PhD & Postdoc Seminar: Critical Theory, Planetary Multiplicity and Cosmopolitan Justice
- Date: –15:00
- Location: Institute for Russian and Eurasian Studies (IRES) IRES Library, Gamla torget 3, 3rd floor, or via Zoom: https://uu-se.zoom.us/j/69963777801
- Lecturer: Tracey Skillington, Lecturer and Director of the BA Sociology in the School of Society, Politics and Ethics, University College Cork, Ireland
- Organiser: Institute for Russian and Eurasian Studies (IRES), Department of Social and Economic Geography, and Uppsala Forum
- Contact person: Johanna Ohlsson
Relatively early on in the course of its development, western modernity embraced the idea of planetary multiplicity. As Kant observed in Universal Natural History (1755), the Earth’s planetary body periodically undergoes significant and often irreversible change. In their capacity to divide epochs, ‘earthly revolutions’ are said to give rise to new world-orders that ‘form and attain completion one after another’. ‘Revolution’ in this instance denotes more than just major political social transformation but any significant planetary mutation, whether slow or rapid, that impacts all planetary life, including humans. By the early nineteenth century, however, this planetary perspective had already changed. In its place, a more rationalized world perspective that set about replacing the idea of planetary multiplicity with that of human domination (and with it, the scientific predictability, manipulation and transformation of nature). Europeans now conceived of themselves as a civilization ‘that owes its finitude only to itself’ (Foucault, 2002) rather than any larger force. In many ways, the move recently towards geo-engineered ‘solutions’ to mounting climate change problems (or a ‘deliberate large-scale manipulation of the planetary environment’, Royal Society, 2009) reflects the endurance of this latter perspective. Science is said to offer us the capacity to occupy this planet in some exoplanetary liminal state without any kind of enduring relationship with its ecospheres (if not present Earth, then some reformatted version of it or, better still, another planet). Arguably, this perspective is reflective of a general state of alienation (in terms of how this world is experienced) and further, a tendency to reify it as a flat, mute and hollow space (how this world is represented).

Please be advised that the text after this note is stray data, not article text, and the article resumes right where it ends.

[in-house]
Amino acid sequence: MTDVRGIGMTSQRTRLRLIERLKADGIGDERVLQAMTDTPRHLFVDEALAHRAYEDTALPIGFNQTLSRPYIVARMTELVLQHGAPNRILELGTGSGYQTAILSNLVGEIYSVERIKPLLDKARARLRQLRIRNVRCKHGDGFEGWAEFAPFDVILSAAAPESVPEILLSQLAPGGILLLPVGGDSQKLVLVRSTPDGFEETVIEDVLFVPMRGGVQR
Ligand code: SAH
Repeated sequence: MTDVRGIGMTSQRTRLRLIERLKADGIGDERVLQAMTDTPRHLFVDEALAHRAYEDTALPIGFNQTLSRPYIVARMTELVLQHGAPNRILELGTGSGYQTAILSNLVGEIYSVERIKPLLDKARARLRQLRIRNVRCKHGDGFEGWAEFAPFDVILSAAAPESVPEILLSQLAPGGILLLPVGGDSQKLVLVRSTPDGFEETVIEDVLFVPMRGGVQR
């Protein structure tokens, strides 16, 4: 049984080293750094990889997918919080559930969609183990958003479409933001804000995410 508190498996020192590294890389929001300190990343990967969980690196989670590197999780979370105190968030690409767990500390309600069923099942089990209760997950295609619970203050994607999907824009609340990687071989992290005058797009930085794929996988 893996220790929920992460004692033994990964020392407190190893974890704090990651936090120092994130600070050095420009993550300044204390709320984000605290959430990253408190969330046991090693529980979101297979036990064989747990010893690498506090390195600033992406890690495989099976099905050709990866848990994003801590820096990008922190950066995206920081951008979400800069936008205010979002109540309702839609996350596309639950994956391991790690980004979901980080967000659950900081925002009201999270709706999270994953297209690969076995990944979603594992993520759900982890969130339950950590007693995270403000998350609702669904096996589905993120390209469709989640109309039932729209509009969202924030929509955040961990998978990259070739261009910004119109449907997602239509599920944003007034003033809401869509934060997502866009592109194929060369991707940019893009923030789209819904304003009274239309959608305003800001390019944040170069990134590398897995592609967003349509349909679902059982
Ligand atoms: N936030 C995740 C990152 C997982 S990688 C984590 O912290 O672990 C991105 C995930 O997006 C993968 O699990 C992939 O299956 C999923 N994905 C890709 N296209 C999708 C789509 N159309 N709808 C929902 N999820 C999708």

In this seminar, we consider the relevance of Lukacs thesis on reification from a more contemporary critical perspective (e.g., Honneth) before considering, via Rosa’s work on resonance, how this representation is being challenged by moments of resonant connection with damaged ecological life and intense longing to ‘save the planet’ and its various inhabitants. The urgency of challenges encountered provokes a return to the idea of planetary multiplicity, species interdependency and the need for a democratic accommodation of radical difference (newer understandings of what hospitality, resettlement and justice as fairness mean in an era of mass climate displacement and loss).
Dr. Tracey Skillington is a lecturer and Director of the BA Sociology in the School of Society, Politics and Ethics, University College Cork, Ireland. She is author of Climate Justice & Human Rights (Palgrave, 2017); Climate Change & Intergenerational Justice (Routledge, 2019) and forthcoming A Critical Theory of Climate Trauma (Routledge). She has also published articles in many peer reviewed journals and guest edited special issue journal volumes in, for instance, the European Journal of Social Theory, Sociology, the International Journal of Human Rights, the Irish Journal of Sociology, Sociology, Distinktion: Journal of Social Theory, and Sustainable Development. Currently, she leads UCC as a partner in the EU Horizon 2020-funded project JUSTNORTH.
This event follows a lecture held on September 3, see more information on the lecture here.